Mothers’ views about whether and how much they would like to work have changed significantly in the recent years. Compared with 2007, more mothers now say working full time is ideal for them, and significantly fewer say not working at all would be ideal.

However, this change may be more a reaction to outside forces than a natural evolution of views. Between 1997 and 2007, the share of mothers with children younger than 18 — both those who are working and those who are not — who said their ideal situation was to work full time fell significantly. But between 2007 and 2012, mothers’ views about full-time work moved in the opposite direction. The share saying that full-time work would be ideal for them rose sharply, from 20% to 32%, while the share saying they would prefer not to work at all fell from 29% to 20%.

There was no clear explanation for the change in attitudes from 1997 to 2007, but the more recent shift occurred during one of the most difficult economic periods in recent history. The Great Recession, which officially started in December 2007 and ended in June 2009, had an impact on mothers and fathers alike.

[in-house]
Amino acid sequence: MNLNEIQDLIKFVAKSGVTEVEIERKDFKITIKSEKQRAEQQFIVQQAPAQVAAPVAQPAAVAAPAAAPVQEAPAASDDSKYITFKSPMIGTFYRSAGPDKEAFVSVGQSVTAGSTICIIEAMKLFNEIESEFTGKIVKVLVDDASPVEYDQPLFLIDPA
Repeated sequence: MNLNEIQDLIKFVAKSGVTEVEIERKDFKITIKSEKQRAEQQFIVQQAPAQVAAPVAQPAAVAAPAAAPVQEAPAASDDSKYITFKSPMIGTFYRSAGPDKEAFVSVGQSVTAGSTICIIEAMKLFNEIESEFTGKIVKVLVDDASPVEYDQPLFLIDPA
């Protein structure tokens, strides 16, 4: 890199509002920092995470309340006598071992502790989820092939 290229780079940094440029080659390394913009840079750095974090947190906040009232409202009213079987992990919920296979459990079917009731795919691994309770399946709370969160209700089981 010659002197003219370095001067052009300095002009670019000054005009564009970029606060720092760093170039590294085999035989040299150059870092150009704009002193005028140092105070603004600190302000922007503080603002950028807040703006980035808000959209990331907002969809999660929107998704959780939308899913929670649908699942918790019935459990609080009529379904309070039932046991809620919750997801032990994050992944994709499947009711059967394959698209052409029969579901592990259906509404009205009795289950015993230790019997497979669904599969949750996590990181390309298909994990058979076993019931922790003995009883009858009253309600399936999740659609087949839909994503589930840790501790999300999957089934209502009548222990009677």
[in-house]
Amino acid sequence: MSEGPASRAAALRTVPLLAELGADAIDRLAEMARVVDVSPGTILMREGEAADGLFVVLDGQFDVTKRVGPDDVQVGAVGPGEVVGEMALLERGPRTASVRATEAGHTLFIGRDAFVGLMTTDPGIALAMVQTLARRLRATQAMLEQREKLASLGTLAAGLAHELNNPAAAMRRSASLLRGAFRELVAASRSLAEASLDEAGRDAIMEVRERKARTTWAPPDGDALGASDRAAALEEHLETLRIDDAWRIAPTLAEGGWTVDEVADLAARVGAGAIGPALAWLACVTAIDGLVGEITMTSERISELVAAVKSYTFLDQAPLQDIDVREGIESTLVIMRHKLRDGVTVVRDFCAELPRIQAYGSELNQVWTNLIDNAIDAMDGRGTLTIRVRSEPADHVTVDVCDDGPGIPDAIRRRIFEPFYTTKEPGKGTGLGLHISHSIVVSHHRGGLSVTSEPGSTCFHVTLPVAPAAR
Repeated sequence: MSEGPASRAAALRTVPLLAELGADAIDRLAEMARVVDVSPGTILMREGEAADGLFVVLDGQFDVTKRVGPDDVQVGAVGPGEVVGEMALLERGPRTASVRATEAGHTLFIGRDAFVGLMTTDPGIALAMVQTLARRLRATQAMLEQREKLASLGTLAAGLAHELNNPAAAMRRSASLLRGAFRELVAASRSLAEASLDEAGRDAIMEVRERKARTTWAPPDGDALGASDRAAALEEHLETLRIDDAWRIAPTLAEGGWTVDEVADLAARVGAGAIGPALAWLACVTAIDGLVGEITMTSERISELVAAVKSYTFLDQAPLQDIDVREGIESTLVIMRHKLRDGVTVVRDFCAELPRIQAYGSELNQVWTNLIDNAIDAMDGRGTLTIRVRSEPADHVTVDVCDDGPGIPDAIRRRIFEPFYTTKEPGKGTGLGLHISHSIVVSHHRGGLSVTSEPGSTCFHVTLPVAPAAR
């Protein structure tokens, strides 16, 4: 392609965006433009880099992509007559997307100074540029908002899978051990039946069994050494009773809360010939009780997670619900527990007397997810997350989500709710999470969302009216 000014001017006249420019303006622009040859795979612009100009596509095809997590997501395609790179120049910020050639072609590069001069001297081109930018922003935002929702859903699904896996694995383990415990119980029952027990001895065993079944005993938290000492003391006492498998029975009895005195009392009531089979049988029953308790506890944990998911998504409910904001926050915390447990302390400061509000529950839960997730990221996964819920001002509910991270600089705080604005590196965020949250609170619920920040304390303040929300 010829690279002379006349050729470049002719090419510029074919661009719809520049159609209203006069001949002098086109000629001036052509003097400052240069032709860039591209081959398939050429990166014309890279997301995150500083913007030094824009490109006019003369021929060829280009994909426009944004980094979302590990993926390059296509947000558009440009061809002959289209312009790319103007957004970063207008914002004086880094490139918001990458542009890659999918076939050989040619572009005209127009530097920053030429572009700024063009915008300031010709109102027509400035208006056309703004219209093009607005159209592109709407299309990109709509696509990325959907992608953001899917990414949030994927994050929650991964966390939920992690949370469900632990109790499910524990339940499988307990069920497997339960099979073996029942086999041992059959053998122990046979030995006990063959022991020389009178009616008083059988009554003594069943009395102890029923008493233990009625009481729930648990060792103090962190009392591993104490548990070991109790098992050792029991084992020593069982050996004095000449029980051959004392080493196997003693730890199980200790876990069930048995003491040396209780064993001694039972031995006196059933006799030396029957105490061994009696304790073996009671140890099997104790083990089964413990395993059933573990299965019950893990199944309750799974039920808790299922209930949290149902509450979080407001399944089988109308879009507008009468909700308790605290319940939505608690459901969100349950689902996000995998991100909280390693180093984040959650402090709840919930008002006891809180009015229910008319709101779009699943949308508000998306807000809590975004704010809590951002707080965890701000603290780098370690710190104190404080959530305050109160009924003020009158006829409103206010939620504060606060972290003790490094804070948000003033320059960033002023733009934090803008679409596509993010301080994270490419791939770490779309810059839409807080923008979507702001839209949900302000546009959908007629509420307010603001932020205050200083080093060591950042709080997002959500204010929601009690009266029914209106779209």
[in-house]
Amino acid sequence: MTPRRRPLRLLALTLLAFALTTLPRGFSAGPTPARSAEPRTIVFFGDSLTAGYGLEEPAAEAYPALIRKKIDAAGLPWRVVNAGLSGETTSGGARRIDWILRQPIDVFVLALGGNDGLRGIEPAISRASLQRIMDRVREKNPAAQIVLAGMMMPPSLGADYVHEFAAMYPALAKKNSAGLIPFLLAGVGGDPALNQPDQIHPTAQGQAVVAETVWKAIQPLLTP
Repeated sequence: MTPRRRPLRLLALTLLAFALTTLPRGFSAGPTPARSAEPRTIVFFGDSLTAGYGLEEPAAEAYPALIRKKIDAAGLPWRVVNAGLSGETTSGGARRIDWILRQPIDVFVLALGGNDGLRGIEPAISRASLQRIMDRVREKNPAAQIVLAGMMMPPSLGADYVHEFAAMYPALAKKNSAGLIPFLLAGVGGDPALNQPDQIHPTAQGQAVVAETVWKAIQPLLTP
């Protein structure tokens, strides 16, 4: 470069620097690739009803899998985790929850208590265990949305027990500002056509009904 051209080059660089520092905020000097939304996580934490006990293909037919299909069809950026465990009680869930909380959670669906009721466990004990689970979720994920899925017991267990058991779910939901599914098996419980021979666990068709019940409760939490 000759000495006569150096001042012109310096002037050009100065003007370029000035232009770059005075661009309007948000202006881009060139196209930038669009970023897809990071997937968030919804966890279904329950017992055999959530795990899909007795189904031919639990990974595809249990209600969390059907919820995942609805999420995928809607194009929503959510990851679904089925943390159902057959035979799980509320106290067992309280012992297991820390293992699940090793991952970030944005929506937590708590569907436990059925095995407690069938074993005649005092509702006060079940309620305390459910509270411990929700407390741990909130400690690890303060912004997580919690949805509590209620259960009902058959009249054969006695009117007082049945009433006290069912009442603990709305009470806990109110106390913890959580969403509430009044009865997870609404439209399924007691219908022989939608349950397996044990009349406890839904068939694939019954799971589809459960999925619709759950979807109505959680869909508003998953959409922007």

The recent shift toward a preference for full-time work has been more pronounced among working mothers themselves than among those who are not employed. Fully 37% of today’s working mothers say their ideal situation would be to work full time, up from 21% of working mothers in 2007.

Only 11% of working mothers say their ideal situation would be not to work at all, down from 19% in 2007. Part-time work remains the most appealing option for working mothers; 50% now say working part time would be ideal for them, down marginally from 60% in 2007. Read more

Bruce Drake  is a former senior editor at Pew Research Center.